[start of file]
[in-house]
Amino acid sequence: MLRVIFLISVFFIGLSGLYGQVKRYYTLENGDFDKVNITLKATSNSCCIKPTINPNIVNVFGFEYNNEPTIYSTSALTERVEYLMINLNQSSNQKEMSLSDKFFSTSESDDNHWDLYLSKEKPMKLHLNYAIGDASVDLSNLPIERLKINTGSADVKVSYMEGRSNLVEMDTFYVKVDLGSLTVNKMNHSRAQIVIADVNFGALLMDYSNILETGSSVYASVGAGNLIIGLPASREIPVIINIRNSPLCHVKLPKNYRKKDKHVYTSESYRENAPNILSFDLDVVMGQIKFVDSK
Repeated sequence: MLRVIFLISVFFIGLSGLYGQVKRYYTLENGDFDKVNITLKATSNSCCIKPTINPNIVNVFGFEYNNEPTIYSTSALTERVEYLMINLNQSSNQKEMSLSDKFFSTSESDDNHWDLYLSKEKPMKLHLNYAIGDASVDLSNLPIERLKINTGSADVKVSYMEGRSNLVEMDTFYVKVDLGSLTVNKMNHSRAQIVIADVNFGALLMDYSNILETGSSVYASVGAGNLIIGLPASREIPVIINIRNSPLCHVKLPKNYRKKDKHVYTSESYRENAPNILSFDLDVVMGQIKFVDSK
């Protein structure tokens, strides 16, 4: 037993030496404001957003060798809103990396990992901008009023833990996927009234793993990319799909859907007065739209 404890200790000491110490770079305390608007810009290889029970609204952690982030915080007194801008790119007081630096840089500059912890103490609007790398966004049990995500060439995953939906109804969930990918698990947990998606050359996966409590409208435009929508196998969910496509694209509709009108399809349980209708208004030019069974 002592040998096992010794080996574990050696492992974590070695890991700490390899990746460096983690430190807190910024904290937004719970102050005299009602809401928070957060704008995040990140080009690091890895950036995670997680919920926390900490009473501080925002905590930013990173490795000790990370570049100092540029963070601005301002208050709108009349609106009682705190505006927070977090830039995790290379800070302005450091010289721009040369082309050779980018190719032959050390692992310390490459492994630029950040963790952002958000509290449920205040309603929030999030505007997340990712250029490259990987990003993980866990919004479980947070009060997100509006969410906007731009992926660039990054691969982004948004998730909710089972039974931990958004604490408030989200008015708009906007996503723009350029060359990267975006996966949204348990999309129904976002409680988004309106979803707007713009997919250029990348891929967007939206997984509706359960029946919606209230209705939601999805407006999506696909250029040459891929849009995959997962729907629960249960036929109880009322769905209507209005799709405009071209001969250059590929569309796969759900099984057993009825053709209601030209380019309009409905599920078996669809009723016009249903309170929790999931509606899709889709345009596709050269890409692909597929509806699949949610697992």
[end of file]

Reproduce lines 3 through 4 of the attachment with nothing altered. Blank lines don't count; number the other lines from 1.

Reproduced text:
Repeated sequence: MLRVIFLISVFFIGLSGLYGQVKRYYTLENGDFDKVNITLKATSNSCCIKPTINPNIVNVFGFEYNNEPTIYSTSALTERVEYLMINLNQSSNQKEMSLSDKFFSTSESDDNHWDLYLSKEKPMKLHLNYAIGDASVDLSNLPIERLKINTGSADVKVSYMEGRSNLVEMDTFYVKVDLGSLTVNKMNHSRAQIVIADVNFGALLMDYSNILETGSSVYASVGAGNLIIGLPASREIPVIINIRNSPLCHVKLPKNYRKKDKHVYTSESYRENAPNILSFDLDVVMGQIKFVDSK
């Protein structure tokens, strides 16, 4: 037993030496404001957003060798809103990396990992901008009023833990996927009234793993990319799909859907007065739209 404890200790000491110490770079305390608007810009290889029970609204952690982030915080007194801008790119007081630096840089500059912890103490609007790398966004049990995500060439995953939906109804969930990918698990947990998606050359996966409590409208435009929508196998969910496509694209509709009108399809349980209708208004030019069974 002592040998096992010794080996574990050696492992974590070695890991700490390899990746460096983690430190807190910024904290937004719970102050005299009602809401928070957060704008995040990140080009690091890895950036995670997680919920926390900490009473501080925002905590930013990173490795000790990370570049100092540029963070601005301002208050709108009349609106009682705190505006927070977090830039995790290379800070302005450091010289721009040369082309050779980018190719032959050390692992310390490459492994630029950040963790952002958000509290449920205040309603929030999030505007997340990712250029490259990987990003993980866990919004479980947070009060997100509006969410906007731009992926660039990054691969982004948004998730909710089972039974931990958004604490408030989200008015708009906007996503723009350029060359990267975006996966949204348990999309129904976002409680988004309106979803707007713009997919250029990348891929967007939206997984509706359960029946919606209230209705939601999805407006999506696909250029040459891929849009995959997962729907629960249960036929109880009322769905209507209005799709405009071209001969250059590929569309796969759900099984057993009825053709209601030209380019309009409905599920078996669809009723016009249903309170929790999931509606899709889709345009596709050269890409692909597929509806699949949610697992």